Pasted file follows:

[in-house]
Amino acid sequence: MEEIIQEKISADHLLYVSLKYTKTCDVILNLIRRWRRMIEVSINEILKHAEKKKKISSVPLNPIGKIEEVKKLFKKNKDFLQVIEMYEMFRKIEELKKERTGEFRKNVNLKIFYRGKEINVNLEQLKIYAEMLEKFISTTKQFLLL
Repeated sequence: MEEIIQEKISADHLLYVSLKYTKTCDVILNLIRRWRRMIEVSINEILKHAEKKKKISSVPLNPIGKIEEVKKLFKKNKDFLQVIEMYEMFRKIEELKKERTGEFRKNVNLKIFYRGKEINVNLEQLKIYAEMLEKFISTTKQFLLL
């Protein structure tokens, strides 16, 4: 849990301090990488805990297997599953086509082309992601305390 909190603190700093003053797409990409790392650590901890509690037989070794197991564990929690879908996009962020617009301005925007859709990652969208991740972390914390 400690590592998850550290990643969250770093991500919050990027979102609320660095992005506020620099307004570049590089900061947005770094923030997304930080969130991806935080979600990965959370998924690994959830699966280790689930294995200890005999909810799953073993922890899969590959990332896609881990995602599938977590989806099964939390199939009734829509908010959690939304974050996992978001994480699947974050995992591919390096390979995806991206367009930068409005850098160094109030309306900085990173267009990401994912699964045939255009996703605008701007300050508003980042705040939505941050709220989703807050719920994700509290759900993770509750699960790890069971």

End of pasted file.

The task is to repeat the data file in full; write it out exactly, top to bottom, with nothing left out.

[in-house]
Amino acid sequence: MEEIIQEKISADHLLYVSLKYTKTCDVILNLIRRWRRMIEVSINEILKHAEKKKKISSVPLNPIGKIEEVKKLFKKNKDFLQVIEMYEMFRKIEELKKERTGEFRKNVNLKIFYRGKEINVNLEQLKIYAEMLEKFISTTKQFLLL
Repeated sequence: MEEIIQEKISADHLLYVSLKYTKTCDVILNLIRRWRRMIEVSINEILKHAEKKKKISSVPLNPIGKIEEVKKLFKKNKDFLQVIEMYEMFRKIEELKKERTGEFRKNVNLKIFYRGKEINVNLEQLKIYAEMLEKFISTTKQFLLL
């Protein structure tokens, strides 16, 4: 849990301090990488805990297997599953086509082309992601305390 909190603190700093003053797409990409790392650590901890509690037989070794197991564990929690879908996009962020617009301005925007859709990652969208991740972390914390 400690590592998850550290990643969250770093991500919050990027979102609320660095992005506020620099307004570049590089900061947005770094923030997304930080969130991806935080979600990965959370998924690994959830699966280790689930294995200890005999909810799953073993922890899969590959990332896609881990995602599938977590989806099964939390199939009734829509908010959690939304974050996992978001994480699947974050995992591919390096390979995806991206367009930068409005850098160094109030309306900085990173267009990401994912699964045939255009996703605008701007300050508003980042705040939505941050709220989703807050719920994700509290759900993770509750699960790890069971």